More Than 400 Staffers Participated in The New York Times’ Newsroom Walkout

Protesting deep cuts to the copy desk

Many copy editors are slated to lose their jobs in the near future.
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More than 400 New York Times staffers kept their word and participated in a walkout to show solidarity with colleagues from the newspaper’s copy desk, which is facing cuts.

The protest began at 3 p.m. ET sharp in front of the building’s West 40th Street entrance in Midtown Manhattan. Participants walked one block uptown on Eighth Avenue before ending up at the Times’ West 41st Street entrance, where the remainder of the event took place.

Slogans including “They say cutbacks, we say fight back,” and “no editors, no peace” were chanted off-and-on for roughly 15 minutes.

Staffers held up signs with a variety of phrases, including “Our editors make The Times, The Times”; “Keep photo editors in the picture”; “This sign wsa not edited” (intentionally misspelled); and “Invest in us.”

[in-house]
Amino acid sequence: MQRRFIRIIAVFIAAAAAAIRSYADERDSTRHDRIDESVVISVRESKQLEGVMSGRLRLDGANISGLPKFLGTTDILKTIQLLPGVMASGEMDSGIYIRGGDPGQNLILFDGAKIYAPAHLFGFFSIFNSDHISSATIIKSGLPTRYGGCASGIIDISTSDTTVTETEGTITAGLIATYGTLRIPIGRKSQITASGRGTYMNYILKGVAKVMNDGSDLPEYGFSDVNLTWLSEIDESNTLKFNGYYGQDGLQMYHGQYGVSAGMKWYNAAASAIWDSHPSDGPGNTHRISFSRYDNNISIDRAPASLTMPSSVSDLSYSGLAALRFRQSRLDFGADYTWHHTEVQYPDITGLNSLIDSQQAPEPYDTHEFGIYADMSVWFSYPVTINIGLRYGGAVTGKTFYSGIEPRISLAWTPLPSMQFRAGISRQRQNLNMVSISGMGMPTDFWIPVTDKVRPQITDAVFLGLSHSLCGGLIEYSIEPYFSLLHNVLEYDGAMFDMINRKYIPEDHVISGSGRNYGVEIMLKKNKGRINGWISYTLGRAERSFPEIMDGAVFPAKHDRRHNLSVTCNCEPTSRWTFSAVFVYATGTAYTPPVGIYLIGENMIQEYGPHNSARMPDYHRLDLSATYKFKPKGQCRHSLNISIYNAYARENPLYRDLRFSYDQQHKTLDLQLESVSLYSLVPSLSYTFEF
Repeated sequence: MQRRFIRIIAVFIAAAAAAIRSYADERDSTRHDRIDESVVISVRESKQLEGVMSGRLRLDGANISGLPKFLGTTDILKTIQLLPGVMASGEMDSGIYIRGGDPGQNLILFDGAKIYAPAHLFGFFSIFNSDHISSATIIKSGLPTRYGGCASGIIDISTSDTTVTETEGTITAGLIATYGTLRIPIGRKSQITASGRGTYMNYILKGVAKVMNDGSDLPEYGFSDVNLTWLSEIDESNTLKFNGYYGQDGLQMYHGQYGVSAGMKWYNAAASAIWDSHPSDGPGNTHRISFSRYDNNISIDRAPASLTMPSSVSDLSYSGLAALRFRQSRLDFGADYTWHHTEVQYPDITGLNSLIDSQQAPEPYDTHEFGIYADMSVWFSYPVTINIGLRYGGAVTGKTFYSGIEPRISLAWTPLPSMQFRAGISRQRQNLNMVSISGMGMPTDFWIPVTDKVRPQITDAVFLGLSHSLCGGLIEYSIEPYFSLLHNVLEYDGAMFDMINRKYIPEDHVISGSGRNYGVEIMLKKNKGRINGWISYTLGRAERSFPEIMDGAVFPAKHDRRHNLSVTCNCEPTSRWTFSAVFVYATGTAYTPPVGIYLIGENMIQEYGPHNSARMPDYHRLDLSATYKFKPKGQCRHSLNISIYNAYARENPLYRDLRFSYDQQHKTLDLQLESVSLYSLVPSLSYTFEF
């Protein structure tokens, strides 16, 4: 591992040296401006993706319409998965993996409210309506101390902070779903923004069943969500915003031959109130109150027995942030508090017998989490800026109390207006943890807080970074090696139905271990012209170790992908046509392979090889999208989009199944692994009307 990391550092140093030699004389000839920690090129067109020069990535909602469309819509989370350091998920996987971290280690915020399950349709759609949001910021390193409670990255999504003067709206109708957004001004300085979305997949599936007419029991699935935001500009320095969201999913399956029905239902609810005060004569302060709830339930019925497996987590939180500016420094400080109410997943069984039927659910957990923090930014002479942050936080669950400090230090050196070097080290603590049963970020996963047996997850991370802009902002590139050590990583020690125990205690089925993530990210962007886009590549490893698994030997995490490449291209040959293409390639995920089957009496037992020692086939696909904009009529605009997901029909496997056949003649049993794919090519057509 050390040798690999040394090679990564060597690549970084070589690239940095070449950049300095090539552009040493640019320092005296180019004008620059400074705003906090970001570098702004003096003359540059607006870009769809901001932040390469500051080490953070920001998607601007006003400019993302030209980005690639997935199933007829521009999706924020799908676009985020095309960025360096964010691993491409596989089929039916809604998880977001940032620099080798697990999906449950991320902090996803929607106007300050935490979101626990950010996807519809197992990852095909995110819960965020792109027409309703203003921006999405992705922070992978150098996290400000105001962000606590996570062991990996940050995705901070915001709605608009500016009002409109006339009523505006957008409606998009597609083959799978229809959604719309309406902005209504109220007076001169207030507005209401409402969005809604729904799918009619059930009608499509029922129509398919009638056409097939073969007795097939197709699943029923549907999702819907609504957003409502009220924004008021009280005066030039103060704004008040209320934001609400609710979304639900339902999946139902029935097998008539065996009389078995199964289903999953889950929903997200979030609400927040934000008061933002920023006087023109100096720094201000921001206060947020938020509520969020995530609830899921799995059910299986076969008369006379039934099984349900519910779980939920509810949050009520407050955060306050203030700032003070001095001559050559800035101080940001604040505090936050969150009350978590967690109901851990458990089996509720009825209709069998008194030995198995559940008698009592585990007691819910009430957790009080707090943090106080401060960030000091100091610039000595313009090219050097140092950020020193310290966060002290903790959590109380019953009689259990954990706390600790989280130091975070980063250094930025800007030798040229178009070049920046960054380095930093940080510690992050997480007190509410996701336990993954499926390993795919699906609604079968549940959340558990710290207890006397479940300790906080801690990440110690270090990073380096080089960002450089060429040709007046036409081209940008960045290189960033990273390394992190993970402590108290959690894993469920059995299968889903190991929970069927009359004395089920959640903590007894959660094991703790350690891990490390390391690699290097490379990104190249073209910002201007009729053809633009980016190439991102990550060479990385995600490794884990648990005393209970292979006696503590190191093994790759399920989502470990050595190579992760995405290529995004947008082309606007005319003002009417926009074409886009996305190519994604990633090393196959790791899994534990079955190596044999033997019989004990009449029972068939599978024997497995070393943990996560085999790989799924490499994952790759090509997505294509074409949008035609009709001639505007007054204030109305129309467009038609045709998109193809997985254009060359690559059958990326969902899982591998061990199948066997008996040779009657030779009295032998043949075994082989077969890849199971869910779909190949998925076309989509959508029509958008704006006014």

The paper has offered buyouts to a number of editors this month, including Liz Spayd, who was named public editor in May 2016 and was supposed to remain in the role until 2018, but instead was let go in early June. Despite today’s passionate, well-attended walkout, more cuts are most certainly on the horizon.

Among the many staffers on the scene was New York Times media columnist Jim Rutenberg. Rutenberg was not just there to show support for his colleagues, but he also covered the walkout.

“Job cuts are inevitable, and the ones at the copy desk are a big deal,” said Rutenberg. “We’re in a time when all of the media is under pressure to get it right, to be really accurate and careful. We’re consistently careful here anyway, but now it’s as important as ever. It’s interesting, the bosses are not really being pollyanish about this. Their thing is: ‘It’s going to be a rough time, and we’re going to get through it, and every day we’ll have to do more with less to survive this.’”

The news media is under siege these days. So how is The New York Times, widely considered America’s newspaper of record, dealing with accusations of “fake news” from the highest office in the land? “We can’t be pulled into having a combative stance,” he said. “This is always going to be an adversarial job, and we just need to keep plugging away, which I think everyone’s doing.

“Look at this gathering. A lot of people care about this place and care about what people here do…. This is a big story as far as this paper is concerned,” Rutenberg added. “So thanks for covering it.”